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|Fully Engaged: Love Is All, December 13 at RIBCO|
|Music - Feature Stories|
|Written by Jeff Ignatius|
|Wednesday, 10 December 2008 02:36|
Parlophone - the label home to everyone from the Beatles to Colplay in the UK - found the Swedish quintet Love Is All a touch hard to work with.
The label released the band's 2006 debut, Nine Times That Same Song, but dropped it after receiving rough mixes for the follow-up and getting resistance from the group about employing some outside producers to shape the recordings.
It was a union destined for failure, but Parlophone simply discovered what the members of Love Is All knew already: They are difficult.
"Everybody has so much say about everything," said lead singer Josephine Olausson in a phone interview last week. "It can get really frustrating."
The band, which will be headlining an early, all-ages Daytrotter Presents show with Crystal Stilts on Saturday evening at RIBCO, fuses a jagged, punk-ish pop with dreamy '60s textures and features a saxophone.
AllMusic.com raves, with enthusiasm that's telling despite its hyperbole, that "you'll be left wondering if the band can possibly top these two albums. Taken together, they position Love Is All as one of the best post-punk revivalist groups, and arguably the equal of their influences. ... As good as indie rock gets in the late 2000s."
The band generated significant buzz three years ago - the ever-fickle Pitchfork lauded the group's first record - but that is certainly not a guarantee of big sales.
On Parlophone's decision to sign Love Is All, Olausson said in our interview: "It's ridiculous that they would even sign us, because ... we're never going to sell millions of records." And with the second album, "there was definitely pressure from them - not so much in the songwriting, but production-wise - trying to have something that would meet their standards." The problem, she said, was "doing that without losing what we think we're about."
Of course, nobody forced Love Is All to sign with the label.
"It was obviously because they offered us a lot of money," said Olausson, who sings with a theatricality somewhere between childhood and playfulness. "But there were several labels that we spoke to, and they seemed to be the most open-minded. ‘They're so nice. They really just love us, and we can do whatever we want.'"
That ended after disappointing sales for Nine Times That Same Song. The band wrote and recorded the 11 tracks for A Hundred Things Keep Me Up at Night, sent them to the label, and got a backhanded compliment, Olausson said: "‘So these are great demos.' And we're like: ‘They're not demos.'"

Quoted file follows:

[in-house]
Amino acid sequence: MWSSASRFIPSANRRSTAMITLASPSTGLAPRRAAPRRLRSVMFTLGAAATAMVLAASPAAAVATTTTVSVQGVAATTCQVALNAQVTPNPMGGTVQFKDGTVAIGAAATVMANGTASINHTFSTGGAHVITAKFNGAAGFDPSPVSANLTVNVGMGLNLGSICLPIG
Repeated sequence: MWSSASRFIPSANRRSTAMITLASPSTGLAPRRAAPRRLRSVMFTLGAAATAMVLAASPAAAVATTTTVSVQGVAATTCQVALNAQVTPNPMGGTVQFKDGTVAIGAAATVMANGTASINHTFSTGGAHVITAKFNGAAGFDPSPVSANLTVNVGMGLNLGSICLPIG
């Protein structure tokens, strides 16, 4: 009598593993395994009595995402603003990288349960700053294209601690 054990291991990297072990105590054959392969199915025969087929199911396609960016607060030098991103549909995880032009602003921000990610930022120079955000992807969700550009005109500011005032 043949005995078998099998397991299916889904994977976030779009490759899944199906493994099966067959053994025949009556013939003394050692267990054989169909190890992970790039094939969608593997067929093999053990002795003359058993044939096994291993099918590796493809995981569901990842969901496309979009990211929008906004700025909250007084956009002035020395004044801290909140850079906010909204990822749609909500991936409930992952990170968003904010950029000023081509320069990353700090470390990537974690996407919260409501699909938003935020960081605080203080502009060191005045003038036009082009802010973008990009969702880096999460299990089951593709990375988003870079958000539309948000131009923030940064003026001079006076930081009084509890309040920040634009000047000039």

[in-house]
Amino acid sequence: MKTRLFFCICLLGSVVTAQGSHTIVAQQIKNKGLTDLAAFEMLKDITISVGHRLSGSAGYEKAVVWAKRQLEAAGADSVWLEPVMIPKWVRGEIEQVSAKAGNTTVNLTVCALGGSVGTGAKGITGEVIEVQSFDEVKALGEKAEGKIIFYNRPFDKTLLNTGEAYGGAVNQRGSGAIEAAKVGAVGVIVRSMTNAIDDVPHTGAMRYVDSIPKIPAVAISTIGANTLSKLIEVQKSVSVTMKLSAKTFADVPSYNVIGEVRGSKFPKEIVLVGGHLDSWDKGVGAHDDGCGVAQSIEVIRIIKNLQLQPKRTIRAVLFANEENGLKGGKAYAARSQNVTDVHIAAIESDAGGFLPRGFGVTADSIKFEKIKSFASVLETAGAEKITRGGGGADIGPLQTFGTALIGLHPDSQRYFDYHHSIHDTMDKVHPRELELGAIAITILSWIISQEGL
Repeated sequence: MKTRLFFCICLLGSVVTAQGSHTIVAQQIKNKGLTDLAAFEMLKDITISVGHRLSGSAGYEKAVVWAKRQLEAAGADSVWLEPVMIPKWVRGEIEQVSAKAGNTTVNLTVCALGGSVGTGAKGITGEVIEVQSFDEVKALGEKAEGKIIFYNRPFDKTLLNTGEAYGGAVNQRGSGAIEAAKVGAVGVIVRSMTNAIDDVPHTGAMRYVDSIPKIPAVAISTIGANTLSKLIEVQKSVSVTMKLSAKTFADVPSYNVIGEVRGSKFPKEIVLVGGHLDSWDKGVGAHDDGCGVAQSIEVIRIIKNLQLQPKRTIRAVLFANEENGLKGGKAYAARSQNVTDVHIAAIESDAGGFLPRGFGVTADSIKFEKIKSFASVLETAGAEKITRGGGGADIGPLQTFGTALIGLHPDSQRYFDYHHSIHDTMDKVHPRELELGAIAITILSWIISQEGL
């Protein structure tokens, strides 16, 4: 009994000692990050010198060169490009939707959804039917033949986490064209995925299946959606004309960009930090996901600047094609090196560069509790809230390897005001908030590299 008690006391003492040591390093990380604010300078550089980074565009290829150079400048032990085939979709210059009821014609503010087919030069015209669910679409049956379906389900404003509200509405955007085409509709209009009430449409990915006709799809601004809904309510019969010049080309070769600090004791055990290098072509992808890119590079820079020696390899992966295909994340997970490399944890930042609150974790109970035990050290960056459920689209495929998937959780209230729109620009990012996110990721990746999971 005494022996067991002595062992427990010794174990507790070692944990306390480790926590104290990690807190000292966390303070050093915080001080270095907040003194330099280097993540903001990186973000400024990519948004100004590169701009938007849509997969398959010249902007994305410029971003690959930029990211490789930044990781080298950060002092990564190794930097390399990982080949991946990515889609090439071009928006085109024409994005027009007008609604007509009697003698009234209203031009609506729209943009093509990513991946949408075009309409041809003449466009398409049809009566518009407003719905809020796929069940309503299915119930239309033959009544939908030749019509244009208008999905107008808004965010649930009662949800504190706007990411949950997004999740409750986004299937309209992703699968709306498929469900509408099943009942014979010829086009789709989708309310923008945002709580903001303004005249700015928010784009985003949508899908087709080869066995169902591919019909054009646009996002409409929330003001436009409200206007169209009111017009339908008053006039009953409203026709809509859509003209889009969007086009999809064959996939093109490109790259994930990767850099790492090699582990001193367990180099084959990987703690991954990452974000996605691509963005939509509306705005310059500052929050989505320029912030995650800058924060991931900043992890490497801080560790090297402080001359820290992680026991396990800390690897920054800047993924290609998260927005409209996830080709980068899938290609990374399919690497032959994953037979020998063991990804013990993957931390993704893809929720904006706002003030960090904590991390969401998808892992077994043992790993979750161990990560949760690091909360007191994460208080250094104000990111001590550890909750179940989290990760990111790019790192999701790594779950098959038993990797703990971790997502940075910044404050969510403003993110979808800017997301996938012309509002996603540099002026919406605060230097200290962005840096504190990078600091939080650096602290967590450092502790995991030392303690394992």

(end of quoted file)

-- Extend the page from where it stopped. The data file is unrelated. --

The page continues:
The label hired producers to take some cracks at the songs, and the band rejected their work, Olausson said: "We sat in the practice space listening to it and just shook our heads. ‘What do they want from us? Who do they think we are?' It was just so terrible - the most typical, how to make a song powerful, like Cheap Trick. There's no way we can do this."
In the spirit of cooperation, the band enlisted a Swedish producer to mix the album, with similarly disastrous results. "We didn't like it," Olausson said. "And that took us a while to realize. ... We just sat down and started from scratch." And that's how A Hundred Things Keep Me Up at Night, which the band hoped to release on February 14, came out in November.
She conceded that "I think we're probably very hard to mix, because our music can be pretty crowded. If you're not careful, you can just suck all the energy out really easily, or you can make it over-the-top well-produced."
The challenge, Olausson said, is that each band member approaches each song as his or her own. "There's always a long struggle with people trying to get their parts in the song," she said. "There is not always just one songwriter, and the others play along to that song. Each member of the band is sort of making their interpretation of the song."
The difficulty is compounded because the band members have very different musical sensibilities. In one interview, Olausson related that she excitedly brought Vampire Weekend to her bandmates: "We listened to it, people took it to pieces, and it was just like, ‘Ugh, we shouldn't really talk about music.'"
Yet that tension is also a major source of what makes Love Is All special. On "New Beginnings," for example, the sax and guitar compete for attention over the vocals, and the result is thrilling.
Not everybody gets his or her way all the time, though. The band essentially forced a "We Will Rock You" style on drummer Markus Görsch for "Sea Sick"; Olausson related that he's "really embarrassed to do that." And for a stopgap covers EP this past summer, each band member was allowed to pick one song to perform, and "nobody in the band had any right to complain." The result included everything from Dire Straits to Prince.
But that was a tossed-off affair, and outside of that type of experiment, Love Is All apparently only knows how to be contentious. As Olausson said: "Everyone is always way too involved to be blasé."
Love Is All will perform at RIBCO on Saturday, December 13. The all-ages show also features Crystal Stilts and begins at 5 p.m. Cover is $5.
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